Our national obsession with generations continues and at the core of that obsession is Millennials. In some research that recently passed my radar, Millennials apparently think they are most likely to be what is called “work martyrs.”
See the graphic I saw displayed on a news channel last week before heading into my last day of work before vacation:
You’ll have to forgive the fact that the headline at the bottom misinterpreted the study to conclude that Millennials are the hardest workers, and ignores the fact that the study was conducted 10 months ago. The best I can conclude was the news station that shared this story wanted to share something that seemed relevant for this time of year when people are taking vacation/time-off from work.
As simple as the chart is, an initial correlation should emerge immediately. If it doesn’t, that’s okay. Notice that the older someone is, the less likely they are to believe they are a “work martyr.” It just isn’t labeled by age groups, but by generations instead (Chart could have easily been labeled as: 19 to 35, 36 to 51, 52 to 70).
So what is a “work martyr?” According to this study’s definition…The belief that it is difficult to take vacation because:
- No one else at my company can do the work while I’m away.
- I want to show complete dedication to my company and job.
- I don’t want others to think I am replaceable.
- I feel guilty for using my paid time off.
Like any nerd in research would do, I reviewed the study conducted. It’s not as profound as one may believe. You can check it out for yourself. They actually present a chart on the site that indicates people won’t be taking vacation by the year 2046. The best some other analysts and myself could conclude is that they used an incredibly simple linear regression based on only three years of data collected.
Here’s my hypothesis: Younger workers feel like “work martyrs,” not Millennials; better yet, younger workers have always felt like “work martyrs.”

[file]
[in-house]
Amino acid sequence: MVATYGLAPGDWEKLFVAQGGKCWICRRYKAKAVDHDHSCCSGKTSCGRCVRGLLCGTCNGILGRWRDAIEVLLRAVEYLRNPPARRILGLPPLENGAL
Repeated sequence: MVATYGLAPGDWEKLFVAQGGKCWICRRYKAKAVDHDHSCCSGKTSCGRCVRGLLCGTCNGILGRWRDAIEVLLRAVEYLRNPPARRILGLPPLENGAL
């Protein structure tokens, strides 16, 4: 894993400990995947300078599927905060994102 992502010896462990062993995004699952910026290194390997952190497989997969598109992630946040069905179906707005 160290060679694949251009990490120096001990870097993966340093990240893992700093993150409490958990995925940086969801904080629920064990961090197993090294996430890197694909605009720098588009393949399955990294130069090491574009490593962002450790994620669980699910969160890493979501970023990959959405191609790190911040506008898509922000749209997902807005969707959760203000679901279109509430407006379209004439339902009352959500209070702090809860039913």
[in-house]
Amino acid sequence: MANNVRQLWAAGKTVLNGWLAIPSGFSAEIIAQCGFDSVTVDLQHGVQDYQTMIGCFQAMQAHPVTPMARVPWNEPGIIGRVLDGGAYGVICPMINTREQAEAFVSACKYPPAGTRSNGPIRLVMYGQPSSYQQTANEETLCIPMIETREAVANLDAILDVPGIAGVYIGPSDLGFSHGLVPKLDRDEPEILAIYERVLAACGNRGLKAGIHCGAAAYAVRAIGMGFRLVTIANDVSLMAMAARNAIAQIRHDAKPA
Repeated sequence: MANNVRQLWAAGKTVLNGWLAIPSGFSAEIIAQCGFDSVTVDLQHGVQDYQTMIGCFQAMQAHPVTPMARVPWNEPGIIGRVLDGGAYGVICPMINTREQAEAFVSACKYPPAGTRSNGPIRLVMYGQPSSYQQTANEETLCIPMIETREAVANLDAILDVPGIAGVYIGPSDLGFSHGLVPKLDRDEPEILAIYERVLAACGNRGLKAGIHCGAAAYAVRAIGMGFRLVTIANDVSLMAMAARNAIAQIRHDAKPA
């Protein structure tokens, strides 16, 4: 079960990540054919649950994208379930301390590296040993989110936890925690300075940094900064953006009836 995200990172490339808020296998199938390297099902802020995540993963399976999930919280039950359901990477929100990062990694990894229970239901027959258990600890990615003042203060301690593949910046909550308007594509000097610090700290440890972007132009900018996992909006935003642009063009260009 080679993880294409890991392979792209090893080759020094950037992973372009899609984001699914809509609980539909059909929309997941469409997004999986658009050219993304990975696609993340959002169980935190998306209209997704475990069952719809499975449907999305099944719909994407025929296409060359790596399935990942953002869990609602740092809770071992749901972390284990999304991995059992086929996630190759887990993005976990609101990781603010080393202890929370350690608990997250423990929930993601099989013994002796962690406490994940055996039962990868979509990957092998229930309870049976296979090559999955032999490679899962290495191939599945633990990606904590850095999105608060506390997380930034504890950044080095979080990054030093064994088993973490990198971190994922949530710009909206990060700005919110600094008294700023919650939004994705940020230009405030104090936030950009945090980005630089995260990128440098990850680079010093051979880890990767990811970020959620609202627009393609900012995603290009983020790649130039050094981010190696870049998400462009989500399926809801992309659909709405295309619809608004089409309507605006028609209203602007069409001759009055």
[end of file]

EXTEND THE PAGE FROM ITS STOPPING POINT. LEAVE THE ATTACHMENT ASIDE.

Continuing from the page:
To think this is something Millennials have only recently experienced is ludicrous. The key here is that generations are defined by years of birth (arbitrarily set years to be honest), which helps us establish age ranges. To presume this is only a generational feeling is to presume that when Gen Xers and Boomers were between the ages of 19 and 35 that they didn’t feel the same as Millennials feel now. It also presumes that Millennials won’t feel the same way Gen Xers feel now when they are between the ages of 36 and 51. My lack of sympathy for Millennials isn’t because of the my clear bias against this generational obsession; it’s because I remember when I was in my entry level position at the age of 22, working to accrue my limited 10 days, covering other people’s time to reinforce my value as an employee, and forgoing vacation time to ensure I had more time to take the next year and beyond.
Three key elements are likely at play here: Management hierarchy, career confidence, and time availability.
These elements have always been at play; they are not new generational dynamics at play. As the saying goes “s**t rolls downhill” and younger workers tend to be at the bottom of those hills. Of course, maybe some cosmic shift will take place and change the fundamentals of workplace economics where college graduates are rushed into CEO and presidential positions and succession planning means demotions, reductions in salaries and the loss of vacation time.
The fact is that younger workers are less likely to:
- be in management…who usually gets the authority to pick and choose vacation time before subordinates (management hierarchy),
- have subordinates to cover for them while they are gone (career confidence),
- and have been around longer and have earned more vacation time to take (time availability).
I mean really, it’s that simple.
Existing economic conditions only adds an extra layer of pressure to avoid taking time and putting one’s career at risk. I hate to break it to Millennials, but they are not the first young workforce generation to have the stress about keeping their jobs. Gen Xers faced three recessions (34 months in total) while they were between the ages of 19 and 35…including the last great recession. Boomers faced five recessions (57 months in total) when they were between the ages of 19 and 35.
What’s the lesson here? Don’t be surprised by everything you see in research. In this case, the research was a little pandering and a little trendy (overuse of generations and Millennials in the news), but nothing anyone that hasn’t had years of workforce experience didn’t already know.